On the 18th of June 1940, Churchill stood in Parliament and gave a speech in which he stated that what General Weyland had called the Battle of France was over and that the Battle of Britain was about to begin. In the middle of this remarkable conflict was one Raymond Towers Holmes…
Sir Winston Churchill
Preparations being made for the invasion of Britain
Joseph Kennedy, the US Ambassador to Great Britain
The Me 110
The Supermarine Spitfire
The Hawker Hurricane
The Me 109
Battle of Britain pilots
The coverage of Chain Home
Chain Home operators
Arty Holmes in his fighter
Dog fights over London during the Battle of Britain
Dornier Do 17s
The secret weapon flamethrower
The Do17 without its tail plunges down towards Victoria Station
Wreckage of the Do17 that Arty brought down
Images under Creative Commons licence with thanks to BiblioArchives, Bundesarchiv, the RAF, Wide World Photos, ROC, Adrian Pingstone, Imperial War Museum and the British Official Histories.
I was recently digging through some old airline paperwork and came across a delightful booklet from my old airline entitled Cabin Address from the Flight Deck – briefing notes and suggestions. The booklet is more than 20 years old so the content might, on occasions, fail to reflect current sensitivities but I thought it worth digging into so that I could share some of its suggestions with you.
Images with kind permission of cartoonist Capt John Reed AKA Figment.
Little Nellie was a rare breed of aviatrix the name of which has its origins in Ancient Greek. In more modern parlance, we have the familiar name autogyro… literally meaning self-turning. The way they work is the same way as a seed from a tree like a Sycamore flies and flying an autogyro is a novel form of taking to the air but one that saved 007!
Juan de la Cierva – the First Count.
The world’s first autogyro, Ciervas’s C1
A replica of the C6
The Cierva C9
The Pitcairn autogyro showing the rotor drive shaft
The RAF’s autogyro
A stamp commemorating the Russian TsAGI 1EA
The Fairy Rotordyne
The Bensen gyrocopter
Mailman Doug’s gyrocopter on the west lawn of the Capitol after he was taken into custody.
The Focke Wulf Fw-61
A modern autogyro
Images under Creative Commons licence with thanks to L’Aéronautique magazine, Pascual Marín, Gyromike, Diego Dabrio, Johannes Thinesen, NASA, Post of Soviet Union, NACA, Fair Use, Cheesy Mike and Asterion.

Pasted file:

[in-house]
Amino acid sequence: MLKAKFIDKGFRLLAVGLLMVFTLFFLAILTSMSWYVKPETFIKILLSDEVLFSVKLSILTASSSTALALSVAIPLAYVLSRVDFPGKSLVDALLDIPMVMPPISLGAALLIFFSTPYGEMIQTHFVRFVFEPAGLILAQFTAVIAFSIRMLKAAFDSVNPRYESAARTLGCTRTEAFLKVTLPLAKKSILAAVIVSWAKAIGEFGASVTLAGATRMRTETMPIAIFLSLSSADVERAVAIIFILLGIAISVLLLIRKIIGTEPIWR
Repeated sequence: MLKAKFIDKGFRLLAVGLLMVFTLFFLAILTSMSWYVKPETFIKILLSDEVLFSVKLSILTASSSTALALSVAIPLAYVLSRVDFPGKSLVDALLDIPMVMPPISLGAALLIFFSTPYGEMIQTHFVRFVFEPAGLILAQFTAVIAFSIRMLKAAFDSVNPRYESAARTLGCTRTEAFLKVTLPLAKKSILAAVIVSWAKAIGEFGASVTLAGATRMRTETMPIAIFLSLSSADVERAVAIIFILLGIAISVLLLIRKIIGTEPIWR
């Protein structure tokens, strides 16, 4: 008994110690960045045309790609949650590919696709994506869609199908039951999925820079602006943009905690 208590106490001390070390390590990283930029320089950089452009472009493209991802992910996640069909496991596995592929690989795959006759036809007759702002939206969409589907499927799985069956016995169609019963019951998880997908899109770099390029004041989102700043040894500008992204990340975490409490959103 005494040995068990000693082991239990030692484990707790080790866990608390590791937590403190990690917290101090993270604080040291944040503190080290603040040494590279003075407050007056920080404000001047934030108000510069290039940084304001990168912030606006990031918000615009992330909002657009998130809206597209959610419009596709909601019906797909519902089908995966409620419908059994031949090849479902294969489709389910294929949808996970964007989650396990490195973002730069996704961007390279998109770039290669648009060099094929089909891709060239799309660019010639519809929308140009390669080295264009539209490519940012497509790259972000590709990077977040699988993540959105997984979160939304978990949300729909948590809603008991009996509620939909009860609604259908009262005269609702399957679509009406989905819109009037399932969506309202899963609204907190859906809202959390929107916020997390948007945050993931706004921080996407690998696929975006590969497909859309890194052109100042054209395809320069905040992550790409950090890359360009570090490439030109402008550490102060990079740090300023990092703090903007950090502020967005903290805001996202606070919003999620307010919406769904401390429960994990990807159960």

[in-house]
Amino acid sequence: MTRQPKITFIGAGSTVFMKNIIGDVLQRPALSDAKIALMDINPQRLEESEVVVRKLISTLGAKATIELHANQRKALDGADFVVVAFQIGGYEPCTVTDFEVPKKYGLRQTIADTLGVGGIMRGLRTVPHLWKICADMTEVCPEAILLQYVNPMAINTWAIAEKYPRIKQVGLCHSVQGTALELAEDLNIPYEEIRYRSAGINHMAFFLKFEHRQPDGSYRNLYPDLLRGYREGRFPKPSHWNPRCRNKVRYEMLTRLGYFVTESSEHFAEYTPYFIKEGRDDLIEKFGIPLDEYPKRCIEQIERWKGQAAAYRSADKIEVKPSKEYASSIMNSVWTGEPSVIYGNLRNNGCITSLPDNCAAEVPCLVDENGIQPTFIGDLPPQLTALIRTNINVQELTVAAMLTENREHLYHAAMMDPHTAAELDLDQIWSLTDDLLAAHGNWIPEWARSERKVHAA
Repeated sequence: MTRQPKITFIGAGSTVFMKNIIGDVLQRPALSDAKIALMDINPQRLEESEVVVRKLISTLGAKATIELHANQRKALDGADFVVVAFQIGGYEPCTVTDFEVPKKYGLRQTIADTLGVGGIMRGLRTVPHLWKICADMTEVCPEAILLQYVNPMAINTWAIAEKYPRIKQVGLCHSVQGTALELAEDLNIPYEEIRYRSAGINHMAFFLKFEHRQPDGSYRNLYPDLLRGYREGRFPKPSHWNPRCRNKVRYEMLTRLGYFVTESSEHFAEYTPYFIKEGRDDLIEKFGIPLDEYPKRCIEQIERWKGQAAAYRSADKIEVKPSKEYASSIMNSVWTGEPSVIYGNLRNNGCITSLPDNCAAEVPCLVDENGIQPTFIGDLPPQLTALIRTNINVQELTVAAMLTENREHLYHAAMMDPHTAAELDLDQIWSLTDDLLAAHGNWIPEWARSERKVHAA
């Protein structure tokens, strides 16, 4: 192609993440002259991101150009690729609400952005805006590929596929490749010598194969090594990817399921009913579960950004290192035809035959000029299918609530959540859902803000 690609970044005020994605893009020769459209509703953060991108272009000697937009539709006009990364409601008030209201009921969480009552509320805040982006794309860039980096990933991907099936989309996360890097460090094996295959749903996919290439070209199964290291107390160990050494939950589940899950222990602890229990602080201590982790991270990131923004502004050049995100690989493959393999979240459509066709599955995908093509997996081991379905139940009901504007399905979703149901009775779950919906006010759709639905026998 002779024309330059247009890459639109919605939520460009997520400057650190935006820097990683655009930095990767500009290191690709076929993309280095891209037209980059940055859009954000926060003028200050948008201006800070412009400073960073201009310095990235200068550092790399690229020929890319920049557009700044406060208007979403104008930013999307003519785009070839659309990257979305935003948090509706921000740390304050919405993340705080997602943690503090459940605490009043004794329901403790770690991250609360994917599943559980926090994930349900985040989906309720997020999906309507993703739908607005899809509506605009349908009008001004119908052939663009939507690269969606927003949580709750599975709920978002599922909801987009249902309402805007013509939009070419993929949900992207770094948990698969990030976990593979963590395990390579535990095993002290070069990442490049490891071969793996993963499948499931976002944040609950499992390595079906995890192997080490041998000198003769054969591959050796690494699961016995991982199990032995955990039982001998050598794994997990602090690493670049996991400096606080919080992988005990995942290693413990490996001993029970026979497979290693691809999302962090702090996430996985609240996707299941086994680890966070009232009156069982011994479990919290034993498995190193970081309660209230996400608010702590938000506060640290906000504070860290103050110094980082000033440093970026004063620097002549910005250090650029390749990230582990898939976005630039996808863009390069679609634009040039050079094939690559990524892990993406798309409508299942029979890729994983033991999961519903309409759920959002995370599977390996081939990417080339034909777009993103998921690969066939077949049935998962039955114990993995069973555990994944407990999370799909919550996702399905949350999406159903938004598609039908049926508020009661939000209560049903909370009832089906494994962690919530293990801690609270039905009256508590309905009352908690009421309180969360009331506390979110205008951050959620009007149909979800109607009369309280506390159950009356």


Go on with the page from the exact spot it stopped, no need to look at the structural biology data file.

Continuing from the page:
A continuation of the stories from Capt Nick’s RAF Form 414… his flying logbook.
BAe Nimrod MR2
The Old Pilot and a Bear
The Shackleton AEW2
A Canadian CL-28 Argus
The Avro Vulcan
The Skyflash semi active radar guided missile
An AQM37. The Stiletto was an air launched version.
A Skyflash missile firing from the F4 Phantom
Post missile firing treasure
Images under Creative Commons licence with thanks to The Old Pilot, Dale Coleman, Crown, Rob Schleiffert, USAF and an RAF Photographer.
Now a story about the US Navy Band may not seem to be my usual fare in Tales but bear with me and I must thank serving Band member and APG listener Tuba Tony for suggesting the topic for this story.
The United States Navy Ceremonial Band
The distant origin of the first Navy musicians.
The USS Macon
Eisenhower as a General and President
A US Navy DC6
The Bandsmen lost in the tragic crash
Images under Creative Commons licence with thanks to US Gov, Wiki Commons, US Navy, Library of Congress and the Washington Post.
There are many things that one might want to be remembered for. A fine physician, a pioneer aviator, a renown aeronautical researcher, an inspired inventor but perhaps not as the greatest charlatan ever to see his name associated with an airplane, even though his scout fighter the Christmas Bullet had a perfect kill record… it killed everyone who ever tried to fly it!
The AEA Redwing
One of Christmas’s Patents
The Christmas Bullet
The Christmas Bullet
The Liberty 6 Engine
Images under creative commons licence with thanks to the Library of Congress, US Gov, US Patent Office and the USAF.